The Perfect Witness
started his career with serious promise in 1999's best picture, American
Beauty, but pretty much disappeared from view for most of a decade
since. In 2007 he has resurfaced as the lead in two horror films.
(He also had a supporting role in Nicolas Cage's comic book adaptation of
one out of the gates was P2, in which Bentley played a deranged
parking lot attendant who trapped a female executive in the garage.
That actually got a brief theatrical release and became a very minor hit.
film, on the other hand, is being quickly,
cheaply slipped out straight to video. In fact, it was such an
afterthought that the studio didn't even
bother to remove the movie's original title -- The Ungodly, which
honestly was a more evocative name -- from
the closing credits. (The half-assed approach to the DVD release is
also shown in the fact that I noticed several typos in the English
subtitles, which rarely happens.)
Bentley's first comeback film, but on the evidence of his listless, broad
performance here, I guess we know why he never really followed up his
breakthrough role. Not that Bentley is alone here, most of the
performances are manic and mannered -- which probably has to be blamed on
co-writer/director Thomas C. Dunn.
because The Perfect Witness does have a very interesting premise --
if just a hair too much like the recent Kevin Costner dud Mr. Brooks.
It had the potential to be a very good film, but instead it starts out well
and then quickly degenerates into cliché.
we first see Bentley's character of Mick lurking in the dark of a back
alley, videotaping people that don't know he is there. I don't know if
that is a reference to Bentley's American Beauty character, who also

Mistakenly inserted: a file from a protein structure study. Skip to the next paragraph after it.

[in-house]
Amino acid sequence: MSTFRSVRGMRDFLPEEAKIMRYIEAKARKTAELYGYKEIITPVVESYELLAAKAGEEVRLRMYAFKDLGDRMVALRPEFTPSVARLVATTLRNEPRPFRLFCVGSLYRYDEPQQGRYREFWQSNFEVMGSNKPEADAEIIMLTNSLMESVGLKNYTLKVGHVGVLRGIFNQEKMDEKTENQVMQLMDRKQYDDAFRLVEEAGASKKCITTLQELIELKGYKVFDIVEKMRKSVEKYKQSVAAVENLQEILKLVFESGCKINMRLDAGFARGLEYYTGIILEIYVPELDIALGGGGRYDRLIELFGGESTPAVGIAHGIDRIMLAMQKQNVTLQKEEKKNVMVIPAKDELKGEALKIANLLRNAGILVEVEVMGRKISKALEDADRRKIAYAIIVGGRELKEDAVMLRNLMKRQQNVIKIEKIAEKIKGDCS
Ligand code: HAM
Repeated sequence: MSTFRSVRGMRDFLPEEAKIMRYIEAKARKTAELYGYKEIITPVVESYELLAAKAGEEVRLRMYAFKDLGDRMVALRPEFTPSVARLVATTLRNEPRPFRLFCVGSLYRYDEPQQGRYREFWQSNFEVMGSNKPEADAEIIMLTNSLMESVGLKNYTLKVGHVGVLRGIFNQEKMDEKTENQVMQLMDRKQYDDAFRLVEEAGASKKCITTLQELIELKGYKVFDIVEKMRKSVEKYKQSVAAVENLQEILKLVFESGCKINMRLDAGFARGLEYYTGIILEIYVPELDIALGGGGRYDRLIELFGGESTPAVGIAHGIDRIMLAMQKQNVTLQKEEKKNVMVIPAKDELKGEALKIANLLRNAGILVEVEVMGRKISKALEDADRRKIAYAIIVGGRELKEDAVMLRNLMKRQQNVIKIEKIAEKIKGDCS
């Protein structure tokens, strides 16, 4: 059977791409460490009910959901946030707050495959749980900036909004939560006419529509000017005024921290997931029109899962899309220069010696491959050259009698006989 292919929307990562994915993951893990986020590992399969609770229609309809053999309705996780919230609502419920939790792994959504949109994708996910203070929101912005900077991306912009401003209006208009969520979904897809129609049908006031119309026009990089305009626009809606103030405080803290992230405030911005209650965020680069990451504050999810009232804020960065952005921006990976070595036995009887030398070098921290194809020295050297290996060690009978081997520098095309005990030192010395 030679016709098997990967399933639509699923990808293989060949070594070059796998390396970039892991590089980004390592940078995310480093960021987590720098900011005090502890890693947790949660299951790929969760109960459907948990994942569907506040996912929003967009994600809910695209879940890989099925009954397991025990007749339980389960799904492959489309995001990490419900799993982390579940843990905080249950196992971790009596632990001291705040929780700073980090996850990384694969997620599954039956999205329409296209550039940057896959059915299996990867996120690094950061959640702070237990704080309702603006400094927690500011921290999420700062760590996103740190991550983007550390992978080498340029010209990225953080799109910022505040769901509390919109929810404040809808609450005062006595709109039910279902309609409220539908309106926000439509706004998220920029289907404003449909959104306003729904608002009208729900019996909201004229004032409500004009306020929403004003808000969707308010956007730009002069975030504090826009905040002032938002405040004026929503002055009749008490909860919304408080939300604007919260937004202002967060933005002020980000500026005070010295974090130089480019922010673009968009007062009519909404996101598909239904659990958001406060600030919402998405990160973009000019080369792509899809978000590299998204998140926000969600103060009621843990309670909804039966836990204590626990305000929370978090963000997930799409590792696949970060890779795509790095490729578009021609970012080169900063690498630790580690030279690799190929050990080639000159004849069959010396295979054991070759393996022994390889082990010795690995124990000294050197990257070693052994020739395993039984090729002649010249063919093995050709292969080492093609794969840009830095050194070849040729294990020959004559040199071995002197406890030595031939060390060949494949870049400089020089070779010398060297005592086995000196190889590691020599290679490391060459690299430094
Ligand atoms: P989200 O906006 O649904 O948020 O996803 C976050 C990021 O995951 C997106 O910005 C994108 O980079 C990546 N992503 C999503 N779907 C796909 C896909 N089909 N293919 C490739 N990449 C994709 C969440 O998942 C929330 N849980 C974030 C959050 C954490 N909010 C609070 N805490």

only experienced life through a video camera lens. In fact, this
character could be that character grown older and even more toxically
Mick is a
self-described "documentary filmmaker" (though the only evidence of this
career we see is one brief clip of an interview with a drug-addicted girl).
He is also a recovering addict -- we see him in an AA meeting and see his
six-month-sober pin -- though he seems to have had a drug problem as well.
project/obsession is a local serial killer. By studying the evidence
he is able to figure out that the killer is James Lemac (played with
over-the-top menace by unknown Mark Borkowski, who also co-wrote
the script) and when and where he will commit his next crime. Perhaps
Mick should forget filmmaking and join the police department.
Mick lurks in that dark alley and videotapes Lemac killing a woman.
The fact that the character is so disconnected that he can watch a murder
taking place without helping is just the first of many character traits that
make it impossible for you to feel any sympathy for Mick when his plot goes
sour on him.
a copy of the video to Lemac and makes him meet him. He makes a
proposal to the killer -- he will not take the tape to the police if Lemac
agrees to be the subject of his film and submit to a series of interviews.
trying to negotiate with serial killers always goes well.
Some of the
early interviews are actually kind of interesting looks into the heart of
darkness. Of course, the deeper that Mick gets into Lemac's world the
darker everything gets. The killer steadily drags him deeper,
threatening Mick's family and friends and eventually tricking the filmmaker
into watching his attacks. Meanwhile, Mick is slowly but surely slipping
back into all of his addictions.
all the complications turn into a been-there/done-that tug of war between
the killer and his nemesis.
it may have been easier to take if the movie was more well-made. The actual
filming is jumbled and muddy. In fact, the movie was filmed
in my hometown of Philadelphia, and yet I barely recognized anyplace on
screen -- though, granted it was mostly filmed in some of the seedier
neighborhoods of the city.
The Perfect Witness turns out to be far from perfect.
Copyright ©2008 PopEntertainment.com. All rights reserved.
Posted: February 29, 2008.